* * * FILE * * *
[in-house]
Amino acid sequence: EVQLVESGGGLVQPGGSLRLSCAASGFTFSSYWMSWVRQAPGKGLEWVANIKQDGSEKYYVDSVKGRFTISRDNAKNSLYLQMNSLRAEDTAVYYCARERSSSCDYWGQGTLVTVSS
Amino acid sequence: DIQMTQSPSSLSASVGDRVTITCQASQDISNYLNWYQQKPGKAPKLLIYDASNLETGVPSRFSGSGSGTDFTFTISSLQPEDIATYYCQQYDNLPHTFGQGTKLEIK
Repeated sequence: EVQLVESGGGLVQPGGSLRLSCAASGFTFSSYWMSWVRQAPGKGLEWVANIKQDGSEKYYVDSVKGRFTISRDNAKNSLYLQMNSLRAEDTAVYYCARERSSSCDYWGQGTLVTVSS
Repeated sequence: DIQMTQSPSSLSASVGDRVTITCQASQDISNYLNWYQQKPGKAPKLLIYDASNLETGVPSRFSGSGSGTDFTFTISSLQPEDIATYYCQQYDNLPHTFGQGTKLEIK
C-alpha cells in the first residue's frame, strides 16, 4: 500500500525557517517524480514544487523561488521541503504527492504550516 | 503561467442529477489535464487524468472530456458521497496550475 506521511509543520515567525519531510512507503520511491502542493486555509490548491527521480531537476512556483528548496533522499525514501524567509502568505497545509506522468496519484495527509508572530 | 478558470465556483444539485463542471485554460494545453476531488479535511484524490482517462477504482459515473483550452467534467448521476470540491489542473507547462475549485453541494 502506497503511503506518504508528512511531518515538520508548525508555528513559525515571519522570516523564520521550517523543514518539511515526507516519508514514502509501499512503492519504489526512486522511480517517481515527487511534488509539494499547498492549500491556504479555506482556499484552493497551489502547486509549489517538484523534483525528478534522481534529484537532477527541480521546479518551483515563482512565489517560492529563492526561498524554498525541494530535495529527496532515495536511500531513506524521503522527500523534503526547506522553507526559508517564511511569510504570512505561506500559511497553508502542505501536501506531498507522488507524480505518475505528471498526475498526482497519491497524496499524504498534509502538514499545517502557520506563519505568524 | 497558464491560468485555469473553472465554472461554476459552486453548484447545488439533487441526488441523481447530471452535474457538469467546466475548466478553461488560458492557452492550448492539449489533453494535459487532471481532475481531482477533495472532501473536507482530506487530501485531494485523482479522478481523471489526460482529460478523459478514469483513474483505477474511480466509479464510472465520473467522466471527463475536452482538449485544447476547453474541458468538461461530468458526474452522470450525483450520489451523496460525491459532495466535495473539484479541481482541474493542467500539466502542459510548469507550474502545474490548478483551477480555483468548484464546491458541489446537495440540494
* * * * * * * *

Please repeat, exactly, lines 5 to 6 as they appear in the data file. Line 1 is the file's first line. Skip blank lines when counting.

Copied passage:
Repeated sequence: DIQMTQSPSSLSASVGDRVTITCQASQDISNYLNWYQQKPGKAPKLLIYDASNLETGVPSRFSGSGSGTDFTFTISSLQPEDIATYYCQQYDNLPHTFGQGTKLEIK
C-alpha cells in the first residue's frame, strides 16, 4: 500500500525557517517524480514544487523561488521541503504527492504550516 | 503561467442529477489535464487524468472530456458521497496550475 506521511509543520515567525519531510512507503520511491502542493486555509490548491527521480531537476512556483528548496533522499525514501524567509502568505497545509506522468496519484495527509508572530 | 478558470465556483444539485463542471485554460494545453476531488479535511484524490482517462477504482459515473483550452467534467448521476470540491489542473507547462475549485453541494 502506497503511503506518504508528512511531518515538520508548525508555528513559525515571519522570516523564520521550517523543514518539511515526507516519508514514502509501499512503492519504489526512486522511480517517481515527487511534488509539494499547498492549500491556504479555506482556499484552493497551489502547486509549489517538484523534483525528478534522481534529484537532477527541480521546479518551483515563482512565489517560492529563492526561498524554498525541494530535495529527496532515495536511500531513506524521503522527500523534503526547506522553507526559508517564511511569510504570512505561506500559511497553508502542505501536501506531498507522488507524480505518475505528471498526475498526482497519491497524496499524504498534509502538514499545517502557520506563519505568524 | 497558464491560468485555469473553472465554472461554476459552486453548484447545488439533487441526488441523481447530471452535474457538469467546466475548466478553461488560458492557452492550448492539449489533453494535459487532471481532475481531482477533495472532501473536507482530506487530501485531494485523482479522478481523471489526460482529460478523459478514469483513474483505477474511480466509479464510472465520473467522466471527463475536452482538449485544447476547453474541458468538461461530468458526474452522470450525483450520489451523496460525491459532495466535495473539484479541481482541474493542467500539466502542459510548469507550474502545474490548478483551477480555483468548484464546491458541489446537495440540494